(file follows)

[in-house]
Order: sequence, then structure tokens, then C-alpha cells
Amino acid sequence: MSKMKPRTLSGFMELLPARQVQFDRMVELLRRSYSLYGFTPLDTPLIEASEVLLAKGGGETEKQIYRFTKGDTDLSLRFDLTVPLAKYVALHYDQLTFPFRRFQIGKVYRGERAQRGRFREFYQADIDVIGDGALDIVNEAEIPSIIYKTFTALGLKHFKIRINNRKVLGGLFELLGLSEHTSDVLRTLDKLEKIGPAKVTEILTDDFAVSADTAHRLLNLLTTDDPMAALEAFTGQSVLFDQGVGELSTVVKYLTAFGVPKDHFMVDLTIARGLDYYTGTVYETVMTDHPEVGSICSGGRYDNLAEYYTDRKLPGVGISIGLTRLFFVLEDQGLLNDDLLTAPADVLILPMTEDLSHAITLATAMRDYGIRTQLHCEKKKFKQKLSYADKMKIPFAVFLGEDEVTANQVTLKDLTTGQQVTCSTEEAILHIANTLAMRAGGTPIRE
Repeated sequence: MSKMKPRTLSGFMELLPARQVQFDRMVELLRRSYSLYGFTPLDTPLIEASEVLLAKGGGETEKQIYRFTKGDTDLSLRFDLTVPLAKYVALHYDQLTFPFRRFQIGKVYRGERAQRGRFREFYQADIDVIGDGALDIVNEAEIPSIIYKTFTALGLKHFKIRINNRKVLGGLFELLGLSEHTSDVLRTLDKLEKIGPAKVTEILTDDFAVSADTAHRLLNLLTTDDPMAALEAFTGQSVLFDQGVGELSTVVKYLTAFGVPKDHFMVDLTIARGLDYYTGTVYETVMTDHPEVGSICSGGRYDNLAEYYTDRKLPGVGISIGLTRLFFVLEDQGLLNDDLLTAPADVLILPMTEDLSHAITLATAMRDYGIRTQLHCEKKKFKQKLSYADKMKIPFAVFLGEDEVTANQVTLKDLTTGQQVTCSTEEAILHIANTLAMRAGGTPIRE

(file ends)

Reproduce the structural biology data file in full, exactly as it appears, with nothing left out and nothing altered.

[in-house]
Order: sequence, then structure tokens, then C-alpha cells
Amino acid sequence: MSKMKPRTLSGFMELLPARQVQFDRMVELLRRSYSLYGFTPLDTPLIEASEVLLAKGGGETEKQIYRFTKGDTDLSLRFDLTVPLAKYVALHYDQLTFPFRRFQIGKVYRGERAQRGRFREFYQADIDVIGDGALDIVNEAEIPSIIYKTFTALGLKHFKIRINNRKVLGGLFELLGLSEHTSDVLRTLDKLEKIGPAKVTEILTDDFAVSADTAHRLLNLLTTDDPMAALEAFTGQSVLFDQGVGELSTVVKYLTAFGVPKDHFMVDLTIARGLDYYTGTVYETVMTDHPEVGSICSGGRYDNLAEYYTDRKLPGVGISIGLTRLFFVLEDQGLLNDDLLTAPADVLILPMTEDLSHAITLATAMRDYGIRTQLHCEKKKFKQKLSYADKMKIPFAVFLGEDEVTANQVTLKDLTTGQQVTCSTEEAILHIANTLAMRAGGTPIRE
Repeated sequence: MSKMKPRTLSGFMELLPARQVQFDRMVELLRRSYSLYGFTPLDTPLIEASEVLLAKGGGETEKQIYRFTKGDTDLSLRFDLTVPLAKYVALHYDQLTFPFRRFQIGKVYRGERAQRGRFREFYQADIDVIGDGALDIVNEAEIPSIIYKTFTALGLKHFKIRINNRKVLGGLFELLGLSEHTSDVLRTLDKLEKIGPAKVTEILTDDFAVSADTAHRLLNLLTTDDPMAALEAFTGQSVLFDQGVGELSTVVKYLTAFGVPKDHFMVDLTIARGLDYYTGTVYETVMTDHPEVGSICSGGRYDNLAEYYTDRKLPGVGISIGLTRLFFVLEDQGLLNDDLLTAPADVLILPMTEDLSHAITLATAMRDYGIRTQLHCEKKKFKQKLSYADKMKIPFAVFLGEDEVTANQVTLKDLTTGQQVTCSTEEAILHIANTLAMRAGGTPIRE